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Advocates Advocating Christine Thelker © 2020 Dementia For This I Am Grateful

It’s Getting Louder and Louder

And I wonder will they hear us. Advocates are getting louder and more vocal on the inaction on getting real change to happen for those living with dementia. Surely at some point, our voices must be heard.
Inaction is what has been seen for the past 25 or 30 years, there is much talk about how to help, there is always work being done around “ what can we do do make people’s lives better for those living with dementia? We continue to sit at the tables, desperately hoping for some glimmer of real change.

Photo by Andrea Piacquadio on Pexels.como

For me personally, I look and I see and I speak to the one change that is (IMO), the most important and significant change that needs to happen, and once it does ( I wonder when that will be), all the changes can and should follow suit.
So let’s look at what that is for me, the key for me is diagnosis. Diagnosis, how it is delivered, how it is followed up. Yes that’s it the delivery of diagnosis.
From GP’s to Specialist are given the tools and decide to change the way diagnosis is handed out, things will change for people living with Dementia. Being told you have a progressive terminal illness, that there’s nothing they can do, that they may have a couple medications that may help with the symptoms for a time, that you should really get your affairs in order, ( many are even told that they should start looking at and checking into assisted living and long term care , so when the time comes they are prepared.) what the hell is that? Then they wonder why a short time later you’re raging with anger, or so deeply depressed you border on being suicidal, then they all believe it’s your dementia making you that way, so they want to give you medications to alleviate the anger, anxiety, and depression.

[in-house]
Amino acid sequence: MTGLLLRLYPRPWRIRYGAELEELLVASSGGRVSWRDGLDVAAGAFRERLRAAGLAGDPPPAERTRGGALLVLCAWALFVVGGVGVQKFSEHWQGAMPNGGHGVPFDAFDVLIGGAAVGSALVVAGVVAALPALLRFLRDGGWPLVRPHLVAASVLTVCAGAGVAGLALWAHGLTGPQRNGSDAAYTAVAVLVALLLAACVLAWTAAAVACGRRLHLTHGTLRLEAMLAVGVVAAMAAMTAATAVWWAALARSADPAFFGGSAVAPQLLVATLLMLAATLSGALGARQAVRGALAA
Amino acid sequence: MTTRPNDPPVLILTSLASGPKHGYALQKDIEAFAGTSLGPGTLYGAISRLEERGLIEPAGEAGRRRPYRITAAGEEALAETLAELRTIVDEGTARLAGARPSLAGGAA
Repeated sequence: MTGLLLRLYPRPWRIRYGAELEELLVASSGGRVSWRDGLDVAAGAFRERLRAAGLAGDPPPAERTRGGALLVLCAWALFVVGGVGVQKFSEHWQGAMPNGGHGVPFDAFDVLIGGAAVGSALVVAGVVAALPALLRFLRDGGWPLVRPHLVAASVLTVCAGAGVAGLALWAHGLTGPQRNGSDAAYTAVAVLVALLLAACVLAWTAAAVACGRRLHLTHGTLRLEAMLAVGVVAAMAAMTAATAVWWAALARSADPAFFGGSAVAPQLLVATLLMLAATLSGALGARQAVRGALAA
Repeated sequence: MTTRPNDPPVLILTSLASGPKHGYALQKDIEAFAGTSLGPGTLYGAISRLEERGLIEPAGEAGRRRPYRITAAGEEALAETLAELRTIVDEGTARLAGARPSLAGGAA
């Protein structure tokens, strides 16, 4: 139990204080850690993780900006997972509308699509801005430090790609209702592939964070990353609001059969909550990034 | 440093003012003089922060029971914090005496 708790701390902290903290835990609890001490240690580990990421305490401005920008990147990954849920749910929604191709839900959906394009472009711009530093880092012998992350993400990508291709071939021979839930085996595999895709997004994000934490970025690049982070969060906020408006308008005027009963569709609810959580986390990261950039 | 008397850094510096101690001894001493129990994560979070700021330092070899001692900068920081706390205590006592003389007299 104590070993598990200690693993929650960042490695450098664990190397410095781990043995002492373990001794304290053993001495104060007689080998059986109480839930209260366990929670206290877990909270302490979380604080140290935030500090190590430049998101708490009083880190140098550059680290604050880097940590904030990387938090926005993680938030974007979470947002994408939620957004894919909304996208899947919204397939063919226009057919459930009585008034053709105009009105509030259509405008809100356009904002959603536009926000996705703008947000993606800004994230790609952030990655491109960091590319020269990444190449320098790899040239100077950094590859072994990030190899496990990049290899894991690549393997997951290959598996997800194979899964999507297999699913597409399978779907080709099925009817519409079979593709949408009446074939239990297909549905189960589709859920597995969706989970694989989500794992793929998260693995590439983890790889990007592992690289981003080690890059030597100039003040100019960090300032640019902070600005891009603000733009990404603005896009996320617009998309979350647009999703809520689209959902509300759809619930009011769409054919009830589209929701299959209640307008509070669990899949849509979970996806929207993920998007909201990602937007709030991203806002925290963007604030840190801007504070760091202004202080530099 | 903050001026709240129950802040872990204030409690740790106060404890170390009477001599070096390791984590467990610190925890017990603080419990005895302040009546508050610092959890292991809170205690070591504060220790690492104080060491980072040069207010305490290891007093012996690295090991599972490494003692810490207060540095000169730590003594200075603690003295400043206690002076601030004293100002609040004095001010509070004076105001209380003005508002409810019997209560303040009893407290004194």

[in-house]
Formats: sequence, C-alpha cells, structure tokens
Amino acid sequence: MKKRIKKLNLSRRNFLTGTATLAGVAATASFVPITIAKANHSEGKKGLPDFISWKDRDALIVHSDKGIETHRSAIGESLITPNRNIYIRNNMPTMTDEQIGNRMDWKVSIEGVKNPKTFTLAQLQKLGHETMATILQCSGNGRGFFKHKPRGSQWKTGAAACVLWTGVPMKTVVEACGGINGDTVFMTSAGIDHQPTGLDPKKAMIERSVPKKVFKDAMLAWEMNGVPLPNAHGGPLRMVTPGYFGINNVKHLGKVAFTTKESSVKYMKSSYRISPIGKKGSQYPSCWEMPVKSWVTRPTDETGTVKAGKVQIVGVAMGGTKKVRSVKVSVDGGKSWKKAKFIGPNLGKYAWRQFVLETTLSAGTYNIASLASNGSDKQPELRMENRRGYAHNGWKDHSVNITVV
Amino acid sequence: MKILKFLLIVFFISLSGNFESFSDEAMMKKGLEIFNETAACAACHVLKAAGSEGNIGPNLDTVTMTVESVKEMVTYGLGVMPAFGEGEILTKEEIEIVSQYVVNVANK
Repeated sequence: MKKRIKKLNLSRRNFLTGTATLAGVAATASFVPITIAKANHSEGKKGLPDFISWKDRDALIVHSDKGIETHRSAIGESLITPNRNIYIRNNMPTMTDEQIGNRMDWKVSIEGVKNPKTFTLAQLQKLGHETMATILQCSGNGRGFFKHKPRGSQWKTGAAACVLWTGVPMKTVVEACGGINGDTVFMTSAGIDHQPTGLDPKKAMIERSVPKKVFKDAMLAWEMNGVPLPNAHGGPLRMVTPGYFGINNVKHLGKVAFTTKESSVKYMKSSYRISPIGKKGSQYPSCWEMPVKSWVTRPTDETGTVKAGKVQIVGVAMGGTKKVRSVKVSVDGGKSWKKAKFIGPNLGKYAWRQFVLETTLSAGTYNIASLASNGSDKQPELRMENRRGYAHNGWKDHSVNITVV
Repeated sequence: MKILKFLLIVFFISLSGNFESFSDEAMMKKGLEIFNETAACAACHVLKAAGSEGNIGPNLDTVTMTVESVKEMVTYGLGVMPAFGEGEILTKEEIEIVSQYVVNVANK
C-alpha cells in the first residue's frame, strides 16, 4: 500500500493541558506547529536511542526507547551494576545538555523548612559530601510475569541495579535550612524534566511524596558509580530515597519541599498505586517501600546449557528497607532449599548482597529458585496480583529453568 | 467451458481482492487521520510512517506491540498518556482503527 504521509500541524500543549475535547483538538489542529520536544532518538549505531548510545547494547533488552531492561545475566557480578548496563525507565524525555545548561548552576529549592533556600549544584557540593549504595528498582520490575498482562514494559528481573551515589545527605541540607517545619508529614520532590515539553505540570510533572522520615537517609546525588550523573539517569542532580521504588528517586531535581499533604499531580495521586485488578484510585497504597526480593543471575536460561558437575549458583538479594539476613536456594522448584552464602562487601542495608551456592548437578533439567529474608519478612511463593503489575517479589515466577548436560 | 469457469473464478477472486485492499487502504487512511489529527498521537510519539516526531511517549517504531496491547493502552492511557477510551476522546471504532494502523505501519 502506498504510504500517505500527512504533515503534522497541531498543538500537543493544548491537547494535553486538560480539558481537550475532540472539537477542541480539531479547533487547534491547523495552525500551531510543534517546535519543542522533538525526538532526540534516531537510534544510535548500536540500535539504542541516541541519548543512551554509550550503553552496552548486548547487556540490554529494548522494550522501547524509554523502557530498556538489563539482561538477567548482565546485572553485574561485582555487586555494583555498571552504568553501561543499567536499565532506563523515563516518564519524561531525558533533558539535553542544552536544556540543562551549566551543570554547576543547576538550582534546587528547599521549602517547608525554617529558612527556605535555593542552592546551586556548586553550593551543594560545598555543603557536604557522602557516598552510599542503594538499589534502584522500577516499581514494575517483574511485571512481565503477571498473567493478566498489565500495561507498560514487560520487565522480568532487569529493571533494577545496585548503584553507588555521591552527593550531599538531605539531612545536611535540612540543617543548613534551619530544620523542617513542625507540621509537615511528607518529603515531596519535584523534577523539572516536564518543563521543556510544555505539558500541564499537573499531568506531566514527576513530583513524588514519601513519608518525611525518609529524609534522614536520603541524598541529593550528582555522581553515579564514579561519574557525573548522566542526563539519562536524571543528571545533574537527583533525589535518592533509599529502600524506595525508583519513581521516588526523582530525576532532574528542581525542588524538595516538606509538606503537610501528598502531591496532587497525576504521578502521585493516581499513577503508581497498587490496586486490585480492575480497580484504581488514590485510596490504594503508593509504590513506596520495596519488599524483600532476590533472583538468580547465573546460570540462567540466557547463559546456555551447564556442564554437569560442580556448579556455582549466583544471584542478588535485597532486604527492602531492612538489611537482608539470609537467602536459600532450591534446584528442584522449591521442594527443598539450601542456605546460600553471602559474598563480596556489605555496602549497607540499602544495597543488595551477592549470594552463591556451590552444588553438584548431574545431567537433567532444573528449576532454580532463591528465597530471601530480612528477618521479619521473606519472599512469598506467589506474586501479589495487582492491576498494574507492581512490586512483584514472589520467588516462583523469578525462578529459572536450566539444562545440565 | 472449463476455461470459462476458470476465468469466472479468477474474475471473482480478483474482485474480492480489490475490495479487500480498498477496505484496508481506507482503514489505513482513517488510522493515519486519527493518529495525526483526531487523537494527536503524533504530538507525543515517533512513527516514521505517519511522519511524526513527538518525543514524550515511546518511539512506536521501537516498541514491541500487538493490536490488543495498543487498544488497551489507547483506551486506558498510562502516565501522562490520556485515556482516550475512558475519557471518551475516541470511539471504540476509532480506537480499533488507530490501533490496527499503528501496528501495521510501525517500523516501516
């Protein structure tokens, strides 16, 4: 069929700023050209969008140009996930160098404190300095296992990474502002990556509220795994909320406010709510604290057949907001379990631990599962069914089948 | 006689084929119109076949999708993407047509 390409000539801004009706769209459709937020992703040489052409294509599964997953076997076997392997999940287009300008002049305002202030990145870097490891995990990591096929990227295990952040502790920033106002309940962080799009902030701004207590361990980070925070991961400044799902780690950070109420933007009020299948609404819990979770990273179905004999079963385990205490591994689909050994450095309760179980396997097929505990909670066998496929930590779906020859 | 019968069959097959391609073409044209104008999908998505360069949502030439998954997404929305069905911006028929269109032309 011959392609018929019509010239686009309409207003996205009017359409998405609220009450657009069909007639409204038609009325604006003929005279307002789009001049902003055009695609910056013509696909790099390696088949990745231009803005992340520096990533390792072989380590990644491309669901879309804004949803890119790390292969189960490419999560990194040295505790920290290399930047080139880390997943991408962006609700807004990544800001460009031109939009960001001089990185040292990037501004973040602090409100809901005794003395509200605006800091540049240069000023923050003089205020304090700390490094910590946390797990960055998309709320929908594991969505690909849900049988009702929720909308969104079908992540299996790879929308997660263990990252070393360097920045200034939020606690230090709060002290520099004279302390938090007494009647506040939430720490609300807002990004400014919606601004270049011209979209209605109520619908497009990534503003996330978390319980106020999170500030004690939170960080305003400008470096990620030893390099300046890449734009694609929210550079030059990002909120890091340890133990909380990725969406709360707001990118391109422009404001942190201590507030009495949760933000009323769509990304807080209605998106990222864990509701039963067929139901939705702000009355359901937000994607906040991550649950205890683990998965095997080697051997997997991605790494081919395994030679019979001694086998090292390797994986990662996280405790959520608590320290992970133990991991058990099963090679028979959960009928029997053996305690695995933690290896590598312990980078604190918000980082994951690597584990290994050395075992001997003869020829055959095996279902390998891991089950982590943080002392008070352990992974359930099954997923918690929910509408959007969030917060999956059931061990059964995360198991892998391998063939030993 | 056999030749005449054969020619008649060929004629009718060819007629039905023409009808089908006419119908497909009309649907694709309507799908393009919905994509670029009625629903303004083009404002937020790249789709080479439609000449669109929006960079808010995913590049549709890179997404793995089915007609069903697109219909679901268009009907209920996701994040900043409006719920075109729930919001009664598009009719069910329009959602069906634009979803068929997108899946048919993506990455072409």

The fact is delivery of diagnosis creates and perpetuates all of these things. This must change!
We know there is much that can help, nutrition, rehabilitation in the form of physiotherapy, exercise, social engagement, having purpose and feeling valued, we are offered none of the things that can help us maintain a good quality of life for a good long while, to keep us being an active and engaged. Occupational therapy is not given. Why aren’t we provided counselling for ourselves and family members to deal with the perpetual grief we must live with. when my husband died I was offered grief counselling, yet I’m told I have a terminal illness and I am offered none?
This must change!
How about we are given a resource guide with various groups and organizations that can help us and that provide services? How about being told and guided that there is much that we can do to help ourselves? How about lining us up with Nutrionalist, Various Therapists? Help with using technology, which greatly assists us? How about encouraging us to do all we can to help ourselves? Instead of thinking if we do and are “ could we really have dementia”? Instead of humiliating us with more mini mental tests every three months to see where we are on the scale, ( we actually know things are changing for us). And oh by the way did you know we aren’t stupid and after a time, learn tricks on how to manipulate the tests to a degree.

The number on the scale is more for you than us. ( I personally don’t care what the number says, I care about how I feel, I care about what my quality of life is looking and feeling like, numbers don’t tell you that). But if you actually talk to me I can tell you. We also know that every persons dementia will present differently, so why then does one think the number will give you the information you need.
Time to throw out the old model

So let’s start by building a program that is in every medical program, from doctors to therapists, nurses and nursing assistants, that actually covers and teaches them about dementia as it is today, not just late stage end stage. We don’t just teach about end stage cancer, or a multitude of other illnesses, so why aren’t we teaching, about dementia. It’s skimmed over at best.
It’s going to take the Doctors and Clinicians of today to decide they can do better, want to do better, and to start committing to making the change before all the other changes will take place. I wonder how many are willing to be at the forefront of being the change?

There is so much that needs to change, from delivery of diagnosis, to services offered, to organizations working collectively, it seems daunting, but perhaps if we can finally make the step to start with diagnosis delivery we will be on our way to having and being supported to have a quality of life.

Photo by Alexas Fotos on Pexels.com

This is Dementia Awareness Month, this is the time for change.

By Chrissy's Journey

I am an advocate for people with dementia in Canada and globally, having been diagnosed with younger onset dementia myself a few years ago.

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